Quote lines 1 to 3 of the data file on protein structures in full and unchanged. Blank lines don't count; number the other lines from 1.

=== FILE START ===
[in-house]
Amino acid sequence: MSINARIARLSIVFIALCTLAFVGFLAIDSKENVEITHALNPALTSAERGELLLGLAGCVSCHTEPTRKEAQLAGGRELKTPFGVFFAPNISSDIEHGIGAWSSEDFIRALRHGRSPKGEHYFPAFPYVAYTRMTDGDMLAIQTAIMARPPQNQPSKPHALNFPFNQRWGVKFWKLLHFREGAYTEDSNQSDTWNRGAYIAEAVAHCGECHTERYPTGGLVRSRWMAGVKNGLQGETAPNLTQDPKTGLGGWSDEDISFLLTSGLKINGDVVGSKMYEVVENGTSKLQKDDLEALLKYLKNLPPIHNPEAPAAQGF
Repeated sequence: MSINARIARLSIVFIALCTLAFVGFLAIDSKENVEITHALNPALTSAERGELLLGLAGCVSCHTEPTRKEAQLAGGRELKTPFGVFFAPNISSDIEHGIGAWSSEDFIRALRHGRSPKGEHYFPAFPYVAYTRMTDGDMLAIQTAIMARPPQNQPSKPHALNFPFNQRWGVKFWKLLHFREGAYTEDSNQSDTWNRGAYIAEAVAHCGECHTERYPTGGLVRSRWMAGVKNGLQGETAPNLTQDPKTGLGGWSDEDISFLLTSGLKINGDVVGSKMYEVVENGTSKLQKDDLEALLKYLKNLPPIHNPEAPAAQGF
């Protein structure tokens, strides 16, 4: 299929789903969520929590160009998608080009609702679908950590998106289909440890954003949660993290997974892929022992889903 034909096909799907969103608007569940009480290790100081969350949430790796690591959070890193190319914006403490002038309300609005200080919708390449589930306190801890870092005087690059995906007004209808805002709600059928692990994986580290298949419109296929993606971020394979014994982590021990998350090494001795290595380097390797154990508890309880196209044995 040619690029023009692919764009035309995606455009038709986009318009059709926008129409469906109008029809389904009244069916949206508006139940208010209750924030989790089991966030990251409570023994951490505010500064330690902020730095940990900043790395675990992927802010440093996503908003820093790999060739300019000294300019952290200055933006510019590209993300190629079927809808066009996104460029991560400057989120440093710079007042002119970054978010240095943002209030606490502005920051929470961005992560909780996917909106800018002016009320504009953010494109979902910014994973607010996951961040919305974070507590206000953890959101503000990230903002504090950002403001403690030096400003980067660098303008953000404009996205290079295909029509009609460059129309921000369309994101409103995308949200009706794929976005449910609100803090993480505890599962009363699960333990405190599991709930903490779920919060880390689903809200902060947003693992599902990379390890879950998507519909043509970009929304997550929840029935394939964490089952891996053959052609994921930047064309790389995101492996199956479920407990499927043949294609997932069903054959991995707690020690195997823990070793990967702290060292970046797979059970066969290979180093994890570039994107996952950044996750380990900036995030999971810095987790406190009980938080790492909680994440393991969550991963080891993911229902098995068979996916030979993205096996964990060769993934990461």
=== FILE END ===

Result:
[in-house]
Amino acid sequence: MSINARIARLSIVFIALCTLAFVGFLAIDSKENVEITHALNPALTSAERGELLLGLAGCVSCHTEPTRKEAQLAGGRELKTPFGVFFAPNISSDIEHGIGAWSSEDFIRALRHGRSPKGEHYFPAFPYVAYTRMTDGDMLAIQTAIMARPPQNQPSKPHALNFPFNQRWGVKFWKLLHFREGAYTEDSNQSDTWNRGAYIAEAVAHCGECHTERYPTGGLVRSRWMAGVKNGLQGETAPNLTQDPKTGLGGWSDEDISFLLTSGLKINGDVVGSKMYEVVENGTSKLQKDDLEALLKYLKNLPPIHNPEAPAAQGF
Repeated sequence: MSINARIARLSIVFIALCTLAFVGFLAIDSKENVEITHALNPALTSAERGELLLGLAGCVSCHTEPTRKEAQLAGGRELKTPFGVFFAPNISSDIEHGIGAWSSEDFIRALRHGRSPKGEHYFPAFPYVAYTRMTDGDMLAIQTAIMARPPQNQPSKPHALNFPFNQRWGVKFWKLLHFREGAYTEDSNQSDTWNRGAYIAEAVAHCGECHTERYPTGGLVRSRWMAGVKNGLQGETAPNLTQDPKTGLGGWSDEDISFLLTSGLKINGDVVGSKMYEVVENGTSKLQKDDLEALLKYLKNLPPIHNPEAPAAQGF